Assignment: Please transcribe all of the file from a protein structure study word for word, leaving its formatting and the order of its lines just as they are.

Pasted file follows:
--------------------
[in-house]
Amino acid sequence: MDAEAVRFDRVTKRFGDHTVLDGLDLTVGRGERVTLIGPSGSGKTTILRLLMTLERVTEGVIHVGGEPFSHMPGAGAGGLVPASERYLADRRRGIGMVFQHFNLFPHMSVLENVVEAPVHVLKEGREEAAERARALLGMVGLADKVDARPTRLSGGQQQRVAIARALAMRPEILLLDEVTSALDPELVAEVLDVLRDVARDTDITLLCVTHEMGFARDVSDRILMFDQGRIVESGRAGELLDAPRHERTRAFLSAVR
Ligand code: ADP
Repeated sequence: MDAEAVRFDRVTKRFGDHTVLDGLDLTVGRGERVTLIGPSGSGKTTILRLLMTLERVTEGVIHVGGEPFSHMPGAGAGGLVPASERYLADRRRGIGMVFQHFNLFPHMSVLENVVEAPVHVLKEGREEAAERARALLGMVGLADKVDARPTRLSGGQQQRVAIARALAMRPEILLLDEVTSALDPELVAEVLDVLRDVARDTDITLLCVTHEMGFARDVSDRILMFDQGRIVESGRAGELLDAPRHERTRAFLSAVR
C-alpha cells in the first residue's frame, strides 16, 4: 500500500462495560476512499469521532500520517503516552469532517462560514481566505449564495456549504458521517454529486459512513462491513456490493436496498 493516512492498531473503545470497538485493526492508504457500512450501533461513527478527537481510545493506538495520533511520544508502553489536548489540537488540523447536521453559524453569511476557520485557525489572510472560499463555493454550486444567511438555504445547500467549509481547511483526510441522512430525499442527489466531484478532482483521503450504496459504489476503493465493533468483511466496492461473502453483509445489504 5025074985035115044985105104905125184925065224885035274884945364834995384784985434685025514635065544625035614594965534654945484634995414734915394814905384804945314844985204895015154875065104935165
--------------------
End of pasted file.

[in-house]
Amino acid sequence: MDAEAVRFDRVTKRFGDHTVLDGLDLTVGRGERVTLIGPSGSGKTTILRLLMTLERVTEGVIHVGGEPFSHMPGAGAGGLVPASERYLADRRRGIGMVFQHFNLFPHMSVLENVVEAPVHVLKEGREEAAERARALLGMVGLADKVDARPTRLSGGQQQRVAIARALAMRPEILLLDEVTSALDPELVAEVLDVLRDVARDTDITLLCVTHEMGFARDVSDRILMFDQGRIVESGRAGELLDAPRHERTRAFLSAVR
Ligand code: ADP
Repeated sequence: MDAEAVRFDRVTKRFGDHTVLDGLDLTVGRGERVTLIGPSGSGKTTILRLLMTLERVTEGVIHVGGEPFSHMPGAGAGGLVPASERYLADRRRGIGMVFQHFNLFPHMSVLENVVEAPVHVLKEGREEAAERARALLGMVGLADKVDARPTRLSGGQQQRVAIARALAMRPEILLLDEVTSALDPELVAEVLDVLRDVARDTDITLLCVTHEMGFARDVSDRILMFDQGRIVESGRAGELLDAPRHERTRAFLSAVR
C-alpha cells in the first residue's frame, strides 16, 4: 500500500462495560476512499469521532500520517503516552469532517462560514481566505449564495456549504458521517454529486459512513462491513456490493436496498 493516512492498531473503545470497538485493526492508504457500512450501533461513527478527537481510545493506538495520533511520544508502553489536548489540537488540523447536521453559524453569511476557520485557525489572510472560499463555493454550486444567511438555504445547500467549509481547511483526510441522512430525499442527489466531484478532482483521503450504496459504489476503493465493533468483511466496492461473502453483509445489504 5025074985035115044985105104905125184925065224885035274884945364834995384784985434685025514635065544625035614594965534654945484634995414734915394814905384804945314844985204895015154875065104935165